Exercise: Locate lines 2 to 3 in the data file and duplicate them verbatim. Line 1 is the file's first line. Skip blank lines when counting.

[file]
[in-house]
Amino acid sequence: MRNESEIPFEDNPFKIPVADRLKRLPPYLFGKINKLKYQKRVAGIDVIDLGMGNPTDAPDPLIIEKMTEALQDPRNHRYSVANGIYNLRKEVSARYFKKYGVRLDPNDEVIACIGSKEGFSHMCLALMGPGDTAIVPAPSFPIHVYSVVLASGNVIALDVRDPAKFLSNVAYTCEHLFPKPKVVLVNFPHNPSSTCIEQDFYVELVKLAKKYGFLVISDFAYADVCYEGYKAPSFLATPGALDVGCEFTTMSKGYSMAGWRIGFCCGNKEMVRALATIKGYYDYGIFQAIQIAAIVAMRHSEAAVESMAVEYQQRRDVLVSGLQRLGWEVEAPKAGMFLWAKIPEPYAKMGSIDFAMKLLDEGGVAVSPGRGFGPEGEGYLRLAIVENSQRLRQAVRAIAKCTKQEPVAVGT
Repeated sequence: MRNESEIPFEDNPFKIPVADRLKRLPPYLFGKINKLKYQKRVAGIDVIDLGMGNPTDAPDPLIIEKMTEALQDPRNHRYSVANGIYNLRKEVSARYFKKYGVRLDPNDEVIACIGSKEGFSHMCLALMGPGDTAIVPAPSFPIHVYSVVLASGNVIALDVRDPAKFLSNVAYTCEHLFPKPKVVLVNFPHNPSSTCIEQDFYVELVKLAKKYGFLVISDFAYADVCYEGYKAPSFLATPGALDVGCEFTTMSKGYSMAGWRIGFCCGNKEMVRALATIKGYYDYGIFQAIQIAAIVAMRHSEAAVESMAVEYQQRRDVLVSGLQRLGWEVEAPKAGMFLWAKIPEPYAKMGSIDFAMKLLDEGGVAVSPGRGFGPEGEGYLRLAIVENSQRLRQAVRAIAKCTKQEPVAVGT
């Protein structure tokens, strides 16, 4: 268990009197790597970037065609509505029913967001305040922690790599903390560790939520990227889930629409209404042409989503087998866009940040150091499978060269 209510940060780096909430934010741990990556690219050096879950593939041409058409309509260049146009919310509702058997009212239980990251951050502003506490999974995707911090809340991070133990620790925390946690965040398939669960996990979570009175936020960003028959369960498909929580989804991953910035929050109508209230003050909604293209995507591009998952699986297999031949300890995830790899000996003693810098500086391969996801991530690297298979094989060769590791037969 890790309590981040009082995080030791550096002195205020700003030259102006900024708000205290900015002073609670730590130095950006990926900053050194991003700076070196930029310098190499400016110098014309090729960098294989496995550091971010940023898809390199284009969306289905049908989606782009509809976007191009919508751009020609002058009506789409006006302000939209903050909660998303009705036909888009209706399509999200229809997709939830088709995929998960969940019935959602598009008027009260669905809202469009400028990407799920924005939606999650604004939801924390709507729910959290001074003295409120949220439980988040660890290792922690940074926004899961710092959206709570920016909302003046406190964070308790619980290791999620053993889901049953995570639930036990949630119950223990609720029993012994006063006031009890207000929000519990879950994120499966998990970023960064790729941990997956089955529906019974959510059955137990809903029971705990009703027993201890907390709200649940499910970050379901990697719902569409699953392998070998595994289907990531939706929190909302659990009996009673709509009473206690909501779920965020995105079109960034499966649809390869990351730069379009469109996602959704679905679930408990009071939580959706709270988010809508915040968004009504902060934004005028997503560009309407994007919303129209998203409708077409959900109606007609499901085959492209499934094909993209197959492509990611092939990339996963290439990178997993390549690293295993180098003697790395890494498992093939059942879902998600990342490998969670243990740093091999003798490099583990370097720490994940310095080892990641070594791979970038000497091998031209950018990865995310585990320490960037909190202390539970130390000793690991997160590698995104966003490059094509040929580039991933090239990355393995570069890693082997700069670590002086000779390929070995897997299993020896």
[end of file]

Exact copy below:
Amino acid sequence: MRNESEIPFEDNPFKIPVADRLKRLPPYLFGKINKLKYQKRVAGIDVIDLGMGNPTDAPDPLIIEKMTEALQDPRNHRYSVANGIYNLRKEVSARYFKKYGVRLDPNDEVIACIGSKEGFSHMCLALMGPGDTAIVPAPSFPIHVYSVVLASGNVIALDVRDPAKFLSNVAYTCEHLFPKPKVVLVNFPHNPSSTCIEQDFYVELVKLAKKYGFLVISDFAYADVCYEGYKAPSFLATPGALDVGCEFTTMSKGYSMAGWRIGFCCGNKEMVRALATIKGYYDYGIFQAIQIAAIVAMRHSEAAVESMAVEYQQRRDVLVSGLQRLGWEVEAPKAGMFLWAKIPEPYAKMGSIDFAMKLLDEGGVAVSPGRGFGPEGEGYLRLAIVENSQRLRQAVRAIAKCTKQEPVAVGT
Repeated sequence: MRNESEIPFEDNPFKIPVADRLKRLPPYLFGKINKLKYQKRVAGIDVIDLGMGNPTDAPDPLIIEKMTEALQDPRNHRYSVANGIYNLRKEVSARYFKKYGVRLDPNDEVIACIGSKEGFSHMCLALMGPGDTAIVPAPSFPIHVYSVVLASGNVIALDVRDPAKFLSNVAYTCEHLFPKPKVVLVNFPHNPSSTCIEQDFYVELVKLAKKYGFLVISDFAYADVCYEGYKAPSFLATPGALDVGCEFTTMSKGYSMAGWRIGFCCGNKEMVRALATIKGYYDYGIFQAIQIAAIVAMRHSEAAVESMAVEYQQRRDVLVSGLQRLGWEVEAPKAGMFLWAKIPEPYAKMGSIDFAMKLLDEGGVAVSPGRGFGPEGEGYLRLAIVENSQRLRQAVRAIAKCTKQEPVAVGT